City of York
Holy Trinity, Goodramgate, York

The church is run by the Churches Conservation Trust:

The church's own website is well worth a visit, and is at:


These pictures, and much of the text below, is taken both from the Church website, (URL above), and the historical and archaeological reports downloadable from the church website. Both repay reading.

The p
This was made in 1695 at a cost of £6, and ironwork for it cost five shillings in the following year. It is of oak with a pine cornice, and is octagonal in shape. Each face has two recessed panels with a similar panel in the base. As a "two-decker", each level provides space for the reading of lessons and the preaching of sermons. The pulpit was remodelled in 1785, and has recently been restored.

The box pews
The box pews, unique in York, are exceptionally fine and "swell around the nave arcades".
(Howells 1909)  Over many centuries the floor level has been both raised and lowered, and the 18th century box pews are thought possibly to date from about 1738, and are the work of one Joseph Barton which incorporated earlier 17th century panelling. Fortunately the Victorians were denied the thorough "restoration" of the church they so delighted in, and the Yorkshire Archaeological Society undertook such a careful restoration of the box pews, that even the door catches and hinges were faithfully repaired. Detail of the restoration work can be seen in the public library in York.

Further restoration in 1973 provided a new concrete floor under the pews, so the quote from W D Howells in his Seven English Cities in 1909 which compared the box pews to the swell of the sea, is not now quite so apt.

The altar rails and table
Also very much of the period, dating from 1715, and the work of a local carpenter, John Headlam. The altar table dates from 1739, by James Smith, another local carpenter.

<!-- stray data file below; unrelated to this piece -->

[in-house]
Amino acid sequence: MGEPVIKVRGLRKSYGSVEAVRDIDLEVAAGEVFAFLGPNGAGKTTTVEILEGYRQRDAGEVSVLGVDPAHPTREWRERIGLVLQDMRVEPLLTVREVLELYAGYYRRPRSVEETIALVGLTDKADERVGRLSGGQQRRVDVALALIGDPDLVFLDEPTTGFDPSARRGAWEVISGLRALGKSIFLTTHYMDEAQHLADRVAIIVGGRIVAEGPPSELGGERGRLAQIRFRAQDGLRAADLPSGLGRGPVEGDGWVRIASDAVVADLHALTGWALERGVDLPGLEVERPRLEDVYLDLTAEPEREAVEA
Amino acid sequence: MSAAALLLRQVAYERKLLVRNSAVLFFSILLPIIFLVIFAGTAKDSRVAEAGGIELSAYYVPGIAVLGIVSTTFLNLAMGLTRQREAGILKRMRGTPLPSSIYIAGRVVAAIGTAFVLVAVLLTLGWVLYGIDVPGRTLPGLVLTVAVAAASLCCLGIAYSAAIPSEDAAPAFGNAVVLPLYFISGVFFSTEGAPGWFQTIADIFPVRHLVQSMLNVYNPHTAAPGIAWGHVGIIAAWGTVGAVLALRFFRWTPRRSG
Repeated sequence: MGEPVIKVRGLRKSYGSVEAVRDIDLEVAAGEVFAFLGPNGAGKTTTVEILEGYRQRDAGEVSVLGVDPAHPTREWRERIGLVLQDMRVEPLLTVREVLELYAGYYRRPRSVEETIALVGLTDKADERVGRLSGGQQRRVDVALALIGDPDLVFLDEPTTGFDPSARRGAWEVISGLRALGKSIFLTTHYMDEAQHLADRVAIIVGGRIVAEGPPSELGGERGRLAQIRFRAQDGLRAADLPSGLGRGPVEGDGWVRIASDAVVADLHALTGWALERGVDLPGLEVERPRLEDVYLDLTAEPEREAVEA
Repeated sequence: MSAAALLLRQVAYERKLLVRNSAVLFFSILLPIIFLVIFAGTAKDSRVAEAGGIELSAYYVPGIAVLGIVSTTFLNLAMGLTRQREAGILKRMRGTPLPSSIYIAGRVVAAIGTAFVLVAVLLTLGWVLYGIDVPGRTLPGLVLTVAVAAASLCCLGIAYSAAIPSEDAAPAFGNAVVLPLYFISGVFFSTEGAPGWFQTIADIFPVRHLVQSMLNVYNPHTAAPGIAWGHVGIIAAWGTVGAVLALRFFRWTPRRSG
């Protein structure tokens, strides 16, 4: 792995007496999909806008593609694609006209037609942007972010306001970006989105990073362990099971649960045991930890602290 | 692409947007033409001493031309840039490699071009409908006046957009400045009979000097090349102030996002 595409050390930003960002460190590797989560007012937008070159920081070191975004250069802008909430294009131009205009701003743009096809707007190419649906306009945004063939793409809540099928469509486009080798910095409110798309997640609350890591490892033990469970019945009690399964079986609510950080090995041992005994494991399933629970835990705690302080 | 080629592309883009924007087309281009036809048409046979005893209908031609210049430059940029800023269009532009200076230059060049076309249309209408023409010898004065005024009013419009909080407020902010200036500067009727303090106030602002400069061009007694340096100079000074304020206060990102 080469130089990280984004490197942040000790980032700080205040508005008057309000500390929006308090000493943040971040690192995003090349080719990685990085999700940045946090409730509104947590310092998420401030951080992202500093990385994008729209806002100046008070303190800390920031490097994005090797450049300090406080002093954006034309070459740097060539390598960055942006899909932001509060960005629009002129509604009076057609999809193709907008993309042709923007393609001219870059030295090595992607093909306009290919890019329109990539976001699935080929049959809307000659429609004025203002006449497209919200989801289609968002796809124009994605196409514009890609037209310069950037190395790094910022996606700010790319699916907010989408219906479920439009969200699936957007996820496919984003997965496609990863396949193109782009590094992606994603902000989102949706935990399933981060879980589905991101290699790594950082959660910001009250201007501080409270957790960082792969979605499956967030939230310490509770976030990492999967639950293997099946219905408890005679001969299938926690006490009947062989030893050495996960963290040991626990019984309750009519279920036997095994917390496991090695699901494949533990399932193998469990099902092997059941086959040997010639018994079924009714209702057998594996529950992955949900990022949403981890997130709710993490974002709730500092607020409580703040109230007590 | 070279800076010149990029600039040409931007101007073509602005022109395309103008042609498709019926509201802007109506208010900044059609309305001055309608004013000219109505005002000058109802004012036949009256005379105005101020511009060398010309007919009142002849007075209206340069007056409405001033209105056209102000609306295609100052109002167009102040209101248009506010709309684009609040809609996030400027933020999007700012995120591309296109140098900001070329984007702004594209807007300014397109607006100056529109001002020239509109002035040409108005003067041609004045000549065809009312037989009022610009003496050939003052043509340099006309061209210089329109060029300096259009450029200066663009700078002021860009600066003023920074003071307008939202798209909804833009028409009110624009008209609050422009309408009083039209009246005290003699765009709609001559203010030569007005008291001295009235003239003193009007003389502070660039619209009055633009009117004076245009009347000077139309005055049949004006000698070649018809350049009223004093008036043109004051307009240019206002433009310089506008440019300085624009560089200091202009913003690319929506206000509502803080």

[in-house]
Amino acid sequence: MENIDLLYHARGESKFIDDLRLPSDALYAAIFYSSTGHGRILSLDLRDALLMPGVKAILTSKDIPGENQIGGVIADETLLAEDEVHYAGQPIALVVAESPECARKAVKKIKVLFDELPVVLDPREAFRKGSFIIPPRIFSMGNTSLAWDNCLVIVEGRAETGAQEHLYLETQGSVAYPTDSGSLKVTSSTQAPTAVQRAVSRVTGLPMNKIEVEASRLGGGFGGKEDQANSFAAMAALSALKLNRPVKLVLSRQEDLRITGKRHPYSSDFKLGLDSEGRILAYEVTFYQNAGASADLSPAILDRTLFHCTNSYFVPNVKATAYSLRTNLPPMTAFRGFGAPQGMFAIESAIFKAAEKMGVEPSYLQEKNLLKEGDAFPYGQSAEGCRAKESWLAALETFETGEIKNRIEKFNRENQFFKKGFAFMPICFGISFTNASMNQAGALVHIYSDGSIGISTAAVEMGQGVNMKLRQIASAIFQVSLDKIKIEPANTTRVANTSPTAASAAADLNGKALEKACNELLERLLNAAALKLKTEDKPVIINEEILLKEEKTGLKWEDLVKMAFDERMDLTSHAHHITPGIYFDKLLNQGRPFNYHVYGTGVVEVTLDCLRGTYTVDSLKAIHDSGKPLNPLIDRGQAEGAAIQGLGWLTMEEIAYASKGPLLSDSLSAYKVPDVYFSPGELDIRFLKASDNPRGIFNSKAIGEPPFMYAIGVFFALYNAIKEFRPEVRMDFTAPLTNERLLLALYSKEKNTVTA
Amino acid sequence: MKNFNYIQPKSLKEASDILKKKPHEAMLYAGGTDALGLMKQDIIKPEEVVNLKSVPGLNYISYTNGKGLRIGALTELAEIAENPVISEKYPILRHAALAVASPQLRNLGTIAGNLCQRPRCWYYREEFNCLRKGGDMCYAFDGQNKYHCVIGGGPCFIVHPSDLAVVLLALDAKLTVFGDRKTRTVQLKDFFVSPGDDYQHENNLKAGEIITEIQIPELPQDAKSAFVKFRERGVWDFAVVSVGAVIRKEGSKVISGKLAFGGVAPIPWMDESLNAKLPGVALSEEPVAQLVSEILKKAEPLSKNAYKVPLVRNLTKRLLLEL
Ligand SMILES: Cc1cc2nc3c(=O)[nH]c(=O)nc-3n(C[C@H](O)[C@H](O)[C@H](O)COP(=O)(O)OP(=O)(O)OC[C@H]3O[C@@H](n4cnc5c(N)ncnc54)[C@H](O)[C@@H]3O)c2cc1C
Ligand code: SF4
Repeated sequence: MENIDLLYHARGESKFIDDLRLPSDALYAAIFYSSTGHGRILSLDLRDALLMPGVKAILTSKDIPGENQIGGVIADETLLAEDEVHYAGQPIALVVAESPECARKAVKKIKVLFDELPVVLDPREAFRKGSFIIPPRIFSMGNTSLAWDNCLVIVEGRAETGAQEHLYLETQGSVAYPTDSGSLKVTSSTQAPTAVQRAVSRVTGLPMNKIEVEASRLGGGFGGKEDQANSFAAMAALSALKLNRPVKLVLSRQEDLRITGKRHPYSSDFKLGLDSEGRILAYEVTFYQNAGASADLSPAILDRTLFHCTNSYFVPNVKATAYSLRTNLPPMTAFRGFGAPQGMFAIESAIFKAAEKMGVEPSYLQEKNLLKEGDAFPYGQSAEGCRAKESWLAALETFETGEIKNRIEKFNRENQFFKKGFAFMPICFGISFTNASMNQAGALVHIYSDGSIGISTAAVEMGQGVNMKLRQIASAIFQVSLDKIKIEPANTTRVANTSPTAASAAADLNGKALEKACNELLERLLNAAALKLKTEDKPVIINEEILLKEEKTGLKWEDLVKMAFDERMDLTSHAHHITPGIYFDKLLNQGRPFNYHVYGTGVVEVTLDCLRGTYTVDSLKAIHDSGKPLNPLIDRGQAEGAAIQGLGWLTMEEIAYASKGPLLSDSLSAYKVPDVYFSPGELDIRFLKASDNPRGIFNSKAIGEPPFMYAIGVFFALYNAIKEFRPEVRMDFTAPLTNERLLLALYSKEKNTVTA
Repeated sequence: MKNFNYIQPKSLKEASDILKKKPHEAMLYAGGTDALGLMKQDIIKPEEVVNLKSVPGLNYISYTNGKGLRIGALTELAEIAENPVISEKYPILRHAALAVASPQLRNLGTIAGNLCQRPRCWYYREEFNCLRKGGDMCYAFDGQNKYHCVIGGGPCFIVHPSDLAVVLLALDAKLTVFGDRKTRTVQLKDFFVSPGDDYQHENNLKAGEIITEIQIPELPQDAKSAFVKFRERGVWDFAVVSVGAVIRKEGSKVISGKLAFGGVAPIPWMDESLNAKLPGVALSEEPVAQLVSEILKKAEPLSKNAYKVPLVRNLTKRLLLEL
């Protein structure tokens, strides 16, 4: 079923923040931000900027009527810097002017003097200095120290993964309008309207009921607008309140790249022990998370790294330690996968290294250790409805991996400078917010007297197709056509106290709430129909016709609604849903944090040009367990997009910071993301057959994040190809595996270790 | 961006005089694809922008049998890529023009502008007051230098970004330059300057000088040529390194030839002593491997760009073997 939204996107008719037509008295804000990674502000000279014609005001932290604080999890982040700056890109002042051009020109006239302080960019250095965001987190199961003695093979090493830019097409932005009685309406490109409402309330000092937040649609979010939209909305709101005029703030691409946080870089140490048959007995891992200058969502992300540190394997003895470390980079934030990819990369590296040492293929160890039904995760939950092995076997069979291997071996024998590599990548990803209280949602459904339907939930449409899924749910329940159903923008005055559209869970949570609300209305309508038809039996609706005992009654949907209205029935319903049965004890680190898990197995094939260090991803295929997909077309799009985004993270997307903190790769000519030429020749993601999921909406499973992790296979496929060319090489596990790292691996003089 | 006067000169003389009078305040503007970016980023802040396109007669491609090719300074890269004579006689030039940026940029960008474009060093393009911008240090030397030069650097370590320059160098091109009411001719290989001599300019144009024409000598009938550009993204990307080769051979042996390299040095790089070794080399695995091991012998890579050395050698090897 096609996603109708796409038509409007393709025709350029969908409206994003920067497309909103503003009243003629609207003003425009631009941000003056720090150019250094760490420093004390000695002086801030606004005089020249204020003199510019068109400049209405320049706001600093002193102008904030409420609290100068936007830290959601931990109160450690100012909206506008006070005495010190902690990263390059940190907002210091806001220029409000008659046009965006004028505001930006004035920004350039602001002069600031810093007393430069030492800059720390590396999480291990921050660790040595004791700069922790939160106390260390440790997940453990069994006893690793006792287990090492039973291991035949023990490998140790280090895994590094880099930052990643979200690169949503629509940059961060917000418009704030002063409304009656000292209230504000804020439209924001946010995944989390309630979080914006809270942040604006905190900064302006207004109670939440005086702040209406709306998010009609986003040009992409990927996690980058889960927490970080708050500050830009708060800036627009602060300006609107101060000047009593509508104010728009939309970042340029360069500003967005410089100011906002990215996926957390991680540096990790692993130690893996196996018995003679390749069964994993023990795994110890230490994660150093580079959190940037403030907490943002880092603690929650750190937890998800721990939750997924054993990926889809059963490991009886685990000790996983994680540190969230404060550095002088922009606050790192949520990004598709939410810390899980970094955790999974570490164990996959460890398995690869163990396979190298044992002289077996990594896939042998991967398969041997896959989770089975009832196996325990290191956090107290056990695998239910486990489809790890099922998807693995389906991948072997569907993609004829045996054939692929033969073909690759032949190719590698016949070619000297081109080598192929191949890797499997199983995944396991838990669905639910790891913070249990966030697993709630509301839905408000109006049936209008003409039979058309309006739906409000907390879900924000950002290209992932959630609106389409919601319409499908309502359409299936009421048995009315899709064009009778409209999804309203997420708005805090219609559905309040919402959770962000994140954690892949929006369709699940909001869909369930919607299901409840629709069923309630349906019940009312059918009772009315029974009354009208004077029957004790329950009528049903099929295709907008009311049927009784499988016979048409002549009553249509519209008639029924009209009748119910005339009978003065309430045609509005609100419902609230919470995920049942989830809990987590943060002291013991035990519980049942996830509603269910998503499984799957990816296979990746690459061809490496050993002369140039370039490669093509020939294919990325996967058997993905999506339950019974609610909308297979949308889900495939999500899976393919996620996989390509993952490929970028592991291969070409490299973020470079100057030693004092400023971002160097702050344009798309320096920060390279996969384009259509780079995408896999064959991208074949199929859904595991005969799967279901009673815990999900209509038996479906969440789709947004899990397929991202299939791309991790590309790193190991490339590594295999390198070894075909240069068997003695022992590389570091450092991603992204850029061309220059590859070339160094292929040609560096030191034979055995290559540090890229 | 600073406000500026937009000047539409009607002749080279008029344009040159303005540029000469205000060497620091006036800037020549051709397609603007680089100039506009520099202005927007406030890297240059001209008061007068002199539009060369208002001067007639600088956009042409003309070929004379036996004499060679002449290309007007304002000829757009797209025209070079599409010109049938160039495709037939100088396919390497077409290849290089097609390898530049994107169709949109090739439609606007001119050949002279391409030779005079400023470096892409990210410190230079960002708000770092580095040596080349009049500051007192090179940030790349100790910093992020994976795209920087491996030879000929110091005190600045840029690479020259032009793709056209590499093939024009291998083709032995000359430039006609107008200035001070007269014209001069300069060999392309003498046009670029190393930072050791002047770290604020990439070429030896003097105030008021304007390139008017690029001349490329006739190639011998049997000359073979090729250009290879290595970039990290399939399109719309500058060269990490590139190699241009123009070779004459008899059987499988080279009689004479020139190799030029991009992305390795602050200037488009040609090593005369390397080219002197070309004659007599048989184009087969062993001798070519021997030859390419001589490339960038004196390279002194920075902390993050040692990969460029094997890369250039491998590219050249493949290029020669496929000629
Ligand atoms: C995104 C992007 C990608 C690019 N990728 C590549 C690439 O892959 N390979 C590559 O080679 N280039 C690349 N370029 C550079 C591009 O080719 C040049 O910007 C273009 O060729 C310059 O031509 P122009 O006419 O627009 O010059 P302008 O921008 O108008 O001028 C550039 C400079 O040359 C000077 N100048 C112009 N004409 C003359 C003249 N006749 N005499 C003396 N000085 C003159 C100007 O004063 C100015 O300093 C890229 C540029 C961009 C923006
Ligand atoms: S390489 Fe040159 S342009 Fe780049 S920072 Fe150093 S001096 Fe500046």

Tables behind the altar
Also of the period containing, inter alia, the Ten Commandments, although not a great deal of detail is available at present.

The pictures below have been taken from
and are but a taste of the wealth of detail to be found there for this church. Please visit and see for yourself.


For a larger version of this picture,
visit the Churches Conservation Trust website.

The Church
Approached through a gateway off Goodramgate, Holy Trinity hides in a small, secluded, leafy churchyard, with the Minster towering behind. It is York’s hidden gem a tranquil haven among the busy city streets. Dating mostly from the 15th century, Holy Trinity is an unpretentious building. The floors are uneven, and the arcades slightly askew. The colour of the stone and the gentle light from the stained glass give enormous warmth and charm to the interior. The east window has marvellous stained glass. Donated in the early 1470s by the Reverend John Walker, rector of the church, this is a series of five lovely panels. In the central light, below the figures of the Holy Trinity, is the kneeling figure of John Walker himself. There is also a particularly fine representation of St Christopher carrying the Christ Child. The furnishings date mostly from the 17th and 18th centuries. An interesting collection of monuments and memorials paints a picture of life in this busy city throughout the ages. Two boards, with heads shaped like grandfather clocks, record the names of Lord Mayors of the city, including George Hudson, ‘The Railway King’, who made York a major railway centre in the 19th century.

This is a well-visited church with much to explore.

Holy Trinity Church, 70 Goodramgate, York, North YorkshireYO1 7LF

Opening hours:

10.00am to 5.00pm Monday
9.00am to 5.00pm Tuesday to Friday
10am to 5pm Saturday
!2 noon to 5pm Sunday

Directions: In York city centre, off Goodramgate.
King’s Square and Shambles 200yds.

Transport: Park and Ride available on all major routes into the city (recommended).

Map reference  :  OS Ref no: SE 605522

Pictures kindly supplied by


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This site has been constructed by, and remains the copyright of, its authors,
Edwin and Sheila Macadam,

Shelwin, 30, Eynsham Road, Botley,
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© July 2001 -